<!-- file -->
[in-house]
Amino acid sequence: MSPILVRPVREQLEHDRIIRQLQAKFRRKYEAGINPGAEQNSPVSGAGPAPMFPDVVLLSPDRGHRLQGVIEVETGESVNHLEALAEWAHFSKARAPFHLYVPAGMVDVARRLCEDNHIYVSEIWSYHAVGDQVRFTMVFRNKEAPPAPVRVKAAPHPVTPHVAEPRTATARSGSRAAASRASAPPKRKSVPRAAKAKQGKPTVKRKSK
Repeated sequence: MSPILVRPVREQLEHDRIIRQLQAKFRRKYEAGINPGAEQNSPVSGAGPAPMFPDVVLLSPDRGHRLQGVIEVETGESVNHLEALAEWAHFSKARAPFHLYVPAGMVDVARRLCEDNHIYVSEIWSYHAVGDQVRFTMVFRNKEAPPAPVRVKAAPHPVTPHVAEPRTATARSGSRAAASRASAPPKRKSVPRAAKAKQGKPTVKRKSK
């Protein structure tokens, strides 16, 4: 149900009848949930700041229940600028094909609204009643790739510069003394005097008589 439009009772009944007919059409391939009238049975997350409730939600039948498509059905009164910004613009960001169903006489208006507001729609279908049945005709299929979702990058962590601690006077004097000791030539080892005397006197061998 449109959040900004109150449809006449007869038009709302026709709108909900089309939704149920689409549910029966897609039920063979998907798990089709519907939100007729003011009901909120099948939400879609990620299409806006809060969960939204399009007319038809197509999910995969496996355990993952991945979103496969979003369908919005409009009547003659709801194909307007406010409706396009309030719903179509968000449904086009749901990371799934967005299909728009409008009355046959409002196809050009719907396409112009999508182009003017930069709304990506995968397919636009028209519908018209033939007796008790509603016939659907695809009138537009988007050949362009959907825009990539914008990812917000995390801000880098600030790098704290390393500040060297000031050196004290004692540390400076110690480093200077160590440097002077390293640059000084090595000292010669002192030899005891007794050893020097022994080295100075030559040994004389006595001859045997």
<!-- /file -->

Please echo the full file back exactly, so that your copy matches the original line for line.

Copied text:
[in-house]
Amino acid sequence: MSPILVRPVREQLEHDRIIRQLQAKFRRKYEAGINPGAEQNSPVSGAGPAPMFPDVVLLSPDRGHRLQGVIEVETGESVNHLEALAEWAHFSKARAPFHLYVPAGMVDVARRLCEDNHIYVSEIWSYHAVGDQVRFTMVFRNKEAPPAPVRVKAAPHPVTPHVAEPRTATARSGSRAAASRASAPPKRKSVPRAAKAKQGKPTVKRKSK
Repeated sequence: MSPILVRPVREQLEHDRIIRQLQAKFRRKYEAGINPGAEQNSPVSGAGPAPMFPDVVLLSPDRGHRLQGVIEVETGESVNHLEALAEWAHFSKARAPFHLYVPAGMVDVARRLCEDNHIYVSEIWSYHAVGDQVRFTMVFRNKEAPPAPVRVKAAPHPVTPHVAEPRTATARSGSRAAASRASAPPKRKSVPRAAKAKQGKPTVKRKSK
């Protein structure tokens, strides 16, 4: 149900009848949930700041229940600028094909609204009643790739510069003394005097008589 439009009772009944007919059409391939009238049975997350409730939600039948498509059905009164910004613009960001169903006489208006507001729609279908049945005709299929979702990058962590601690006077004097000791030539080892005397006197061998 449109959040900004109150449809006449007869038009709302026709709108909900089309939704149920689409549910029966897609039920063979998907798990089709519907939100007729003011009901909120099948939400879609990620299409806006809060969960939204399009007319038809197509999910995969496996355990993952991945979103496969979003369908919005409009009547003659709801194909307007406010409706396009309030719903179509968000449904086009749901990371799934967005299909728009409008009355046959409002196809050009719907396409112009999508182009003017930069709304990506995968397919636009028209519908018209033939007796008790509603016939659907695809009138537009988007050949362009959907825009990539914008990812917000995390801000880098600030790098704290390393500040060297000031050196004290004692540390400076110690480093200077160590440097002077390293640059000084090595000292010669002192030899005891007794050893020097022994080295100075030559040994004389006595001859045997």